It’s been about 50 years since the digital revolution began changing our world at an increasingly rapid pace. I still remember visiting the local library, which was the magical keeper of all knowledge in my childhood. A few families in the neighborhood were lucky enough to own a set of encyclopedias, the 1970s equivalent to having anytime access to information. In our house, it was the Funk and Wagnalls New Encyclopedia (circa 1976), and, boy, did I have a leg up on my classmates in completing homework. Today, we carry more computing power on our wrists or in our pockets than used to fit in thousands of libraries and millions of pages of reference books. The pace of change continues to accelerate, and the once predictable cycle of whitewater rapids followed by periods of calm are gone for good — creating huge challenges for organizations.
Accelerating change slows down organizations
As tools change faster than organizations can assess, select and implement them, many organizations experience “analysis paralysis.” Historically, leaders of large organizations have made decisions by gathering all the facts, assessing them against a rubric, planning for implementation and moving forward. In our ever-accelerating world, this model no longer works. Instead of rapidly deploying advanced capabilities to improve their operating and/or competitive position, they grind the gears of analysis and evaluation, with little to no ROI to show for the effort. My colleague Emily Lewis-Pinnell talks about this issue in her article “Cloud Adoption Across the Enterprise.”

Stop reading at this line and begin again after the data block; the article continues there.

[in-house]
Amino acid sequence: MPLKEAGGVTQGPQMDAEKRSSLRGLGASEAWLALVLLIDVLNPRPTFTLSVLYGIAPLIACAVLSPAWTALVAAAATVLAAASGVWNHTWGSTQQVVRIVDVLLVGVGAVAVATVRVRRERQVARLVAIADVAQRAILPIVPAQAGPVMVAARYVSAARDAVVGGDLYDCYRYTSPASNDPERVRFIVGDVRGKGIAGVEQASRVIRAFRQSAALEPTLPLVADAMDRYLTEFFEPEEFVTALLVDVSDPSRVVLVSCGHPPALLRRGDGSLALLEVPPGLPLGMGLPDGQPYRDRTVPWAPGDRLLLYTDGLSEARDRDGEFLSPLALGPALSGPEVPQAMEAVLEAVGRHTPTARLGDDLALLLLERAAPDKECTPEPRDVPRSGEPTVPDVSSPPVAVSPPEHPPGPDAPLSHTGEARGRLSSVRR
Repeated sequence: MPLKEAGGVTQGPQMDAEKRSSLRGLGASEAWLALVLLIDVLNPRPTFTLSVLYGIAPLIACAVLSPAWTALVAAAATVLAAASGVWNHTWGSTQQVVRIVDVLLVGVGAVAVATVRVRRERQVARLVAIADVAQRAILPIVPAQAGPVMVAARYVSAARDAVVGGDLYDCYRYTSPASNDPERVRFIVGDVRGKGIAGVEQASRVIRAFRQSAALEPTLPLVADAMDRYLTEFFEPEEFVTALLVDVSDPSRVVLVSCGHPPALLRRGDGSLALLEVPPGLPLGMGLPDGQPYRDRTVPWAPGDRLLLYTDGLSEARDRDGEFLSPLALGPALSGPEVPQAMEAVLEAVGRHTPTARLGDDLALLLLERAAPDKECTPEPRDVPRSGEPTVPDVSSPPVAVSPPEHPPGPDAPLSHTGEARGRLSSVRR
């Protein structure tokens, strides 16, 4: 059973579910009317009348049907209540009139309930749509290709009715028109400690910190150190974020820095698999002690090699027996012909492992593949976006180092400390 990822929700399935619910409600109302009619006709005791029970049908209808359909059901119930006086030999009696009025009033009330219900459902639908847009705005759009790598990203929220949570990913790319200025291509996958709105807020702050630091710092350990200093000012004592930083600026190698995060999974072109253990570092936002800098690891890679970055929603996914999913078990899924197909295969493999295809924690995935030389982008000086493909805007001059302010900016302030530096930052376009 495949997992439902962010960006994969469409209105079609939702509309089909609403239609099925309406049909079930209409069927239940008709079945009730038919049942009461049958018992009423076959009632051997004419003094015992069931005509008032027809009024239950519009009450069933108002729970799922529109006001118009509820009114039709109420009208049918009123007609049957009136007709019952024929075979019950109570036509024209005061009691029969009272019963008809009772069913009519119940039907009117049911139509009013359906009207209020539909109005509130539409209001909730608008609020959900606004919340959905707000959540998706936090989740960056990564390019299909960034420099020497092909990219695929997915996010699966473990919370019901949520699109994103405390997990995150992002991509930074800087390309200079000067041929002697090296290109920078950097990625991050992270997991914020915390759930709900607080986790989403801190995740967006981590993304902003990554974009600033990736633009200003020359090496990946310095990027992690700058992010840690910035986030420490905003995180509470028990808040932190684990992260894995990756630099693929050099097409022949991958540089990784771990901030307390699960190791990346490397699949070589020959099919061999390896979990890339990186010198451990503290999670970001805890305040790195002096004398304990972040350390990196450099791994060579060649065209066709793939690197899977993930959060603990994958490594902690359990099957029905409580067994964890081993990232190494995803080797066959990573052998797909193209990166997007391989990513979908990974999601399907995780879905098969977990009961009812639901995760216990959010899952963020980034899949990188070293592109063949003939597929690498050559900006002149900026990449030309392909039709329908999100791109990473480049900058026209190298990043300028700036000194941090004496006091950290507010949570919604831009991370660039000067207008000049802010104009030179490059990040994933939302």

Emily and I agree that it is people and company culture — not the tools selected — that determine a company’s success in today’s whitewater rapids of change. Success also heavily depends on how well you implement and use whatever tools you have chosen and, perhaps most importantly, how well prepared your people are to handle change.
Organizations must adopt a growth mindset ― a belief that whatever we are doing, we can get better at it. This must be true at the organization level and at the individual level. People and organizations with a growth mindset see the value of constant improvement. They recognize that the best work we do today is the best work, until it’s not anymore. And then we do even better work because we know we can do better — be better. Technology selection and adoption, in a growth mindset culture, are all about constant evolution vs. stepwise movement from one steady state to the next.
Do you have a growth mindset?